Nancy Ruddle’s career as a scientific researcher began in 1963, more than 50 years ago, when she enrolled in graduate school in Yale’s Department of Microbiology, a time when there were relatively few women in the field.
Ruddle was training as an immunologist and was drawn to the study of inflammation. She quickly made a mark.
Her work examined the proteins that control inflammation in response to invading pathogens (bacteria and viruses), autoimmune diseases and cancer. Much of her research has concentrated on a molecule known as lymphotoxin (LT) which she identified. While still a graduate student, she succeeded in describing LT’s ability to kill tumor cells in a tissue culture system. The finding had a range of important health implications. She completed her PhD in 1968 and has been at Yale ever since.
Ruddle gave a sweeping overview of her scientific career on Thursday (February 20) as the featured speaker of the school’s annual Frank Black Memorial Lecture sponsored by the Department of Epidemiology of Microbial Diseases, supported by a gift from the late William Prusoff. She likened her journey to that of the characters in the Wizard of Oz movie. As it was for them, there have been ups and downs over a half century, but it's been mostly ups for Ruddle, who is now a professor emerita and widely recognized in her field and a senior and distinguished member of the Yale School of Public Health’s faculty.
“Things have continued to move along pretty well,” Ruddle, PhD, said with typical understatement to the large gathering of faculty, students and members of Frank Black’s and William Prusoff’s families.
Moving quickly through the highlights of her career, she touched on how she and colleagues showed that LT and a similar molecule, tumor necrosis factor (TNF), were important in a model of multiple sclerosis, prompting the development of treatments for autoimmune diseases, such as rheumatoid arthritis, psoriasis and inflammatory bowel disease.
In order to distinguish LT from TNF they genetically engineered models that lacked LT. These models had severe problems in their immune system in that they lacked lymph nodes and Peyer’s patches (lymphoid accumulations on the gut) and a disorganized spleen. These so-called secondary lymphoid organs are where pathogens are usually encountered. Models deficient in TNF had normal lymphoid organs, demonstrating that LT alone has an important role in lymphoid organ development, in addition to inflammation.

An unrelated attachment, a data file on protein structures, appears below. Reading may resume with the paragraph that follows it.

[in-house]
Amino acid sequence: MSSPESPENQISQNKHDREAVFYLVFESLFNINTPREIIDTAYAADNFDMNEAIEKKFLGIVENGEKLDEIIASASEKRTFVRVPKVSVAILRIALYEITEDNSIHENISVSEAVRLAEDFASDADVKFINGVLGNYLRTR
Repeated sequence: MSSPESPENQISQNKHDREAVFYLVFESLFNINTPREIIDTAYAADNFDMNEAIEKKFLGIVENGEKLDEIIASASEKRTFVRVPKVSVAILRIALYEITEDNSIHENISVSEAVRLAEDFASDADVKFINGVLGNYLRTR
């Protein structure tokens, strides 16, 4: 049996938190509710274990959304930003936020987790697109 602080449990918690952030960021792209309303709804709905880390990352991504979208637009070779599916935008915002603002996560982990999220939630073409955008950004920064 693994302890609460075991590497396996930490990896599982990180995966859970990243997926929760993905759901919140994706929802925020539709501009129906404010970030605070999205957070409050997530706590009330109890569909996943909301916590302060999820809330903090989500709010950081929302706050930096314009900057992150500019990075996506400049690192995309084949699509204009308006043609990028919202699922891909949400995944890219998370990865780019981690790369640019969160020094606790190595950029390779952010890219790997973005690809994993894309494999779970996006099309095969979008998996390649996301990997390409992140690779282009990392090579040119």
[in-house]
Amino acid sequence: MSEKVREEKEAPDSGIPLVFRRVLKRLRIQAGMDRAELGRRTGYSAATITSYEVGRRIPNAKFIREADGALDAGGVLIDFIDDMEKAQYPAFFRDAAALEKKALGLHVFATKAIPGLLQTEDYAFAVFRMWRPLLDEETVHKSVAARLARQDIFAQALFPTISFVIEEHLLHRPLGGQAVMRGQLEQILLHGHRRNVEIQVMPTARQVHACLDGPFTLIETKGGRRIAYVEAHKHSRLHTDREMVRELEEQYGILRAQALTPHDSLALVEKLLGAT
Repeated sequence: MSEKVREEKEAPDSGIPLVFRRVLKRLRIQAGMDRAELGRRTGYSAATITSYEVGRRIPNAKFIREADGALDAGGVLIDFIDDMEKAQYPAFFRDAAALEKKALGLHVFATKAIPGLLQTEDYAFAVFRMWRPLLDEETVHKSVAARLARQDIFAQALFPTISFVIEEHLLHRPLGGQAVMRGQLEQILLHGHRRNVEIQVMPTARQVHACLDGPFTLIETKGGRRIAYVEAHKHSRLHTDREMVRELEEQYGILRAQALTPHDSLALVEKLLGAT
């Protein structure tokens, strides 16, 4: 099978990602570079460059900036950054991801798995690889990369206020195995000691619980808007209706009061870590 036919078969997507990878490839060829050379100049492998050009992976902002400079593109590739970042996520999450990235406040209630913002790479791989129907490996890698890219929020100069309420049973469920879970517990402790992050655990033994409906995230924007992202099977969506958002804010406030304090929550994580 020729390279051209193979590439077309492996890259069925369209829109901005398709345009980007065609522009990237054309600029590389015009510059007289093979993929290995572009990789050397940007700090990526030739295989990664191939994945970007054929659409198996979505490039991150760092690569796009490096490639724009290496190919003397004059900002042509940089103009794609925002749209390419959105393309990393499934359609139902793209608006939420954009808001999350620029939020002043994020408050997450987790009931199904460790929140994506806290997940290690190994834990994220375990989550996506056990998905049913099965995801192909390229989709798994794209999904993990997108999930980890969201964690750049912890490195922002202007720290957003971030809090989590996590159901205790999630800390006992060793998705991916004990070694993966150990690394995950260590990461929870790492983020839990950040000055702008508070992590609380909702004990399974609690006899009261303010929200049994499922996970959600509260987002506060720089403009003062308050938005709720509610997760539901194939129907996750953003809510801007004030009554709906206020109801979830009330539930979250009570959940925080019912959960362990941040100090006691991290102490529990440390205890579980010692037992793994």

She and others also directed overexpression of the LT gene to the pancreas or salivary glands of mice and showed inflammation that had all the characteristics of lymphoid organs, including special blood vessels and lymphatic vessels. These are known as Tertiary Lymphoid Organs, important components of many autoimmune diseases, responses to bacteria and viruses, and cancer, where they are beneficial or harmful, depending on the context. More recent studies have involved tools for the visualization of the immune system in models, taking advantage of genes uniquely expressed in high endothelial venules and lymphatic vessels.
Last year she co-edited and co-authored a book, Immunoepidemiology, with several other Yale scientists. The textbook focuses on how differences in immune responses among human populations affect the epidemiology of infectious diseases, cancer, hypersensitivity and autoimmunity.
This year’s Frank Black Memorial Lecture was also tied to the school’s celebration of the 50th anniversary of coeducation in Yale College and the 150th anniversary of women students at the university that are going on throughout Yale this academic year.
“I knew Frank Black from the time I was a graduate student. He was a wonderful teacher, colleague, role model and mentor,” said Ruddle.
Black, Ph.D., was a member of the Yale School of Public Health faculty from 1955 until his retirement in 1996. He was only the third scientist to use the measles vaccine in humans and pioneered the in-vitro cultivation of the virus and tested the efficacy of measles vaccines in susceptible populations in both the United States and abroad. He passed away in 2007.
Professor Albert Ko, MD, chair of EMD, welcomed members of the Black and Prusoff families to the lecture and said the event was a celebration of the school’s and department’s rich histories. Black made major contributions to virology and to the understanding of genetics and infections. Vaccinations, as a result, are much safer today.
Dean Sten Vermund described Ruddle as a “renowned scientist” who significantly influenced the school and generations of its students.